Dermal tissue allograft for the repair of massive irreparable rotator cuff tears.Am J Sports Med. 2012 Jan; 40(1):141-7.AJ
Massive irreparable rotator cuff tears in patients without advanced glenohumeral arthritis can pose a challenge to surgeons. Numerous management strategies have been utilized, and studies have shown varied results with regard to shoulder pain, range of motion, strength, and overall function.
Patients undergoing repair of massive irreparable rotator cuff tears through a mini-open approach with the use of human dermal tissue matrix allograft would demonstrate an improvement in pain, range of motion, strength, and subjective functional outcomes.
Case series; Level of evidence, 4.
We performed a prospective observational study of 24 patients who underwent interposition repair of massive rotator cuff tears using human dermal allograft. All patients were evaluated preoperatively and postoperatively by the treating surgeon. Data were collected preoperatively and postoperatively for an average 3-year follow-up period (range, 29-40 months). Active range of motion as well as supraspinatus and infraspinatus strength was assessed. Subjective outcome measures included pain level (visual analog scale of 0-10, with 10 = severe pain), American Shoulder and Elbow Score (ASES), and Short-Form 12 (SF-12) score. Imaging evaluation to assess for repair integrity was performed using static and dynamic ultrasonography at final follow-up.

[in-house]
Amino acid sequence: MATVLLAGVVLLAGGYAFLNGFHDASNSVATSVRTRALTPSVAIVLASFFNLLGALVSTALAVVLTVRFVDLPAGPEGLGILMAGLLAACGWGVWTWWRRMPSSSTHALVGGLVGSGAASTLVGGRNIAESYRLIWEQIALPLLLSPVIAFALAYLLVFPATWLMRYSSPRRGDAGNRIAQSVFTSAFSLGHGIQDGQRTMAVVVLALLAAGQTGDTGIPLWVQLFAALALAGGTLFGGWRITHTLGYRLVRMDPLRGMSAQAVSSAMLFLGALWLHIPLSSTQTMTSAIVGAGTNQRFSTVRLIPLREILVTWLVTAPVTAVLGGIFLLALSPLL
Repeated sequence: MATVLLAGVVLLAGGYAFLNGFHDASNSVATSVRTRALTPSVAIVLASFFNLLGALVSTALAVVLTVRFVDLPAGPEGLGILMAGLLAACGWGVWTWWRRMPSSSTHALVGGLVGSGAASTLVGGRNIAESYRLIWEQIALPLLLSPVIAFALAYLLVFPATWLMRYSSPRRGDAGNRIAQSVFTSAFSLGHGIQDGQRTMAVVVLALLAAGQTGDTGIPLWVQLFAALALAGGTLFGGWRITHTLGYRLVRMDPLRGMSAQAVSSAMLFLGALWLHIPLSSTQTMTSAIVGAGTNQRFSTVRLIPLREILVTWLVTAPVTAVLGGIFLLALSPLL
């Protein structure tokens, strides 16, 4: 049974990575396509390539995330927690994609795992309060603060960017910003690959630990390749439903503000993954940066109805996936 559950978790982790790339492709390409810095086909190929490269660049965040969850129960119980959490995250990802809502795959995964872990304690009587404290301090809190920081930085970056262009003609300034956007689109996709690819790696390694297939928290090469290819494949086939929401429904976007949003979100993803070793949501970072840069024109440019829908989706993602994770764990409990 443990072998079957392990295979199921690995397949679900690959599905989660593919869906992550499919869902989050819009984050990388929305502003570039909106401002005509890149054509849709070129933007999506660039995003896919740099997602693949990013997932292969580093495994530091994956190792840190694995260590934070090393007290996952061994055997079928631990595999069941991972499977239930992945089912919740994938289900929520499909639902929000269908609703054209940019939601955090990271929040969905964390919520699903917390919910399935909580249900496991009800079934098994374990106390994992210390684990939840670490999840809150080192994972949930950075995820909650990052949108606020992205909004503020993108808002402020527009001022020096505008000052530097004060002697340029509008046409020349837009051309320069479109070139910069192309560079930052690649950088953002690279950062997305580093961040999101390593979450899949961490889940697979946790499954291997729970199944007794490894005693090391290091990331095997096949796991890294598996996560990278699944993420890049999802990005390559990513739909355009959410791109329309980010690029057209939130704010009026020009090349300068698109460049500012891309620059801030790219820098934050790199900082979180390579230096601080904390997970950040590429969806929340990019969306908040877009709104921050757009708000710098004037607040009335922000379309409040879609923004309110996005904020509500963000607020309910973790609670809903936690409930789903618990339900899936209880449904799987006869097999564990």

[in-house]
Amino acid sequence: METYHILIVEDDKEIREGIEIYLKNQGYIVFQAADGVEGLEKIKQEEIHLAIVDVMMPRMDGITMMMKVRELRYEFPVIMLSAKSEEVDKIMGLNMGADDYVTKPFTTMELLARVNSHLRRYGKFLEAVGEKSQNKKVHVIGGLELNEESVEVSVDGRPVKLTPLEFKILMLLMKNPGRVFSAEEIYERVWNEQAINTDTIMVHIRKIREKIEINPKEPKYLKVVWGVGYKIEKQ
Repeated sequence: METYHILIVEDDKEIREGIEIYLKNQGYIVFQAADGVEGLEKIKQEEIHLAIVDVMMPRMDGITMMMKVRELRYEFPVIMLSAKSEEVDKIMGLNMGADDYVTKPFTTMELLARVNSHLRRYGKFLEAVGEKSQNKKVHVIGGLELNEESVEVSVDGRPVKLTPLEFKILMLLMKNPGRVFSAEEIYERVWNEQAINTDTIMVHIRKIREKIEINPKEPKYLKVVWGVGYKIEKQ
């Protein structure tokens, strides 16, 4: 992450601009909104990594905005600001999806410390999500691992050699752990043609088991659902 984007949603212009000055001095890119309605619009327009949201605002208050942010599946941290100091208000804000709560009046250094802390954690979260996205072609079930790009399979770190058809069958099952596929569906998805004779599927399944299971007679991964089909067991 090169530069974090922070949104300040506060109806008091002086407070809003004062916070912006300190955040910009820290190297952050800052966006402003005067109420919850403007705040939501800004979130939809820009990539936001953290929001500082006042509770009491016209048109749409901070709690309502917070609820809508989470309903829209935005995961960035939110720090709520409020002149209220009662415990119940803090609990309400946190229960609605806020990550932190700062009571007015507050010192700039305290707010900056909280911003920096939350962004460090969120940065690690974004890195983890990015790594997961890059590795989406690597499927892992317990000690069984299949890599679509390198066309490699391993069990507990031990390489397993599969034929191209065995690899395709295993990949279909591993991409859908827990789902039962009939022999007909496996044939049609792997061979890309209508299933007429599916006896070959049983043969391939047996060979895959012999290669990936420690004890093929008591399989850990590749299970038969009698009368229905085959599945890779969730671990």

Mean pain level decreased from 5.4 to 0.9 (P = .0002). Mean active forward flexion and external rotation motion improved from 111.7° to 157.3° (P = .0002) and from 46.2° to 65.1° (P = .001), respectively. Mean shoulder abduction improved from 105.0° to 151.7° (P = .0001). Supraspinatus and infraspinatus strength improved from 7.2 to 9.4 (P = .0003) and from 7.8 to 9.3 (P = .002), respectively. Mean ASES improved from 66.6 to 88.7 (P = .0003). Mean SF-12 scores improved from 48.8 to 56.8 (P = .03). One partial graft retear occurred because of patient noncompliance during postoperative rehabilitation. However, this patient still demonstrated improvement in pain, motion, and subjective outcomes at final follow-up. Ultrasonography demonstrated "fully intact" repairs in 76% of patients. All remaining patients had "partially intact" repairs. There were no complete tears.
In our series of carefully selected candidates, all patients demonstrated a significant improvement in pain, range of motion, and strength. Subjective outcome measures, including mean ASES and SF-12 scores, also demonstrated significant improvement at an average 3-year follow-up.